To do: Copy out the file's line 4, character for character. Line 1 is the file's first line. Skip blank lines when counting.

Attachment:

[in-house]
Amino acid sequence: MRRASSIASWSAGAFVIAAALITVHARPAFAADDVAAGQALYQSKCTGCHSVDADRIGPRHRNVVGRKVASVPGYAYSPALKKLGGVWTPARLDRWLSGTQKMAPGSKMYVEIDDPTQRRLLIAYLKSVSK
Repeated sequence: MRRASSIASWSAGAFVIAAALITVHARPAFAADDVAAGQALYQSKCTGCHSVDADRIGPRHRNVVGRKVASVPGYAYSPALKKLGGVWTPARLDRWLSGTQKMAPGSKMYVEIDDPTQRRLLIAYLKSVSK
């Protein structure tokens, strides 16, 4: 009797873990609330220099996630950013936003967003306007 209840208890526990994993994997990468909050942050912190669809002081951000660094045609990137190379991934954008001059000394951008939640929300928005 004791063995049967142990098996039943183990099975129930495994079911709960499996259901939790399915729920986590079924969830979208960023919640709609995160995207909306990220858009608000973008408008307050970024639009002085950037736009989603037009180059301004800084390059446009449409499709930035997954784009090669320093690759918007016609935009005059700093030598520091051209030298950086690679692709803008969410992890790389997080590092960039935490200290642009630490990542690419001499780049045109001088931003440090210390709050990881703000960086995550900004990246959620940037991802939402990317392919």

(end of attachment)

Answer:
């Protein structure tokens, strides 16, 4: 009797873990609330220099996630950013936003967003306007 209840208890526990994993994997990468909050942050912190669809002081951000660094045609990137190379991934954008001059000394951008939640929300928005 004791063995049967142990098996039943183990099975129930495994079911709960499996259901939790399915729920986590079924969830979208960023919640709609995160995207909306990220858009608000973008408008307050970024639009002085950037736009989603037009180059301004800084390059446009449409499709930035997954784009090669320093690759918007016609935009005059700093030598520091051209030298950086690679692709803008969410992890790389997080590092960039935490200290642009630490990542690419001499780049045109001088931003440090210390709050990881703000960086995550900004990246959620940037991802939402990317392919």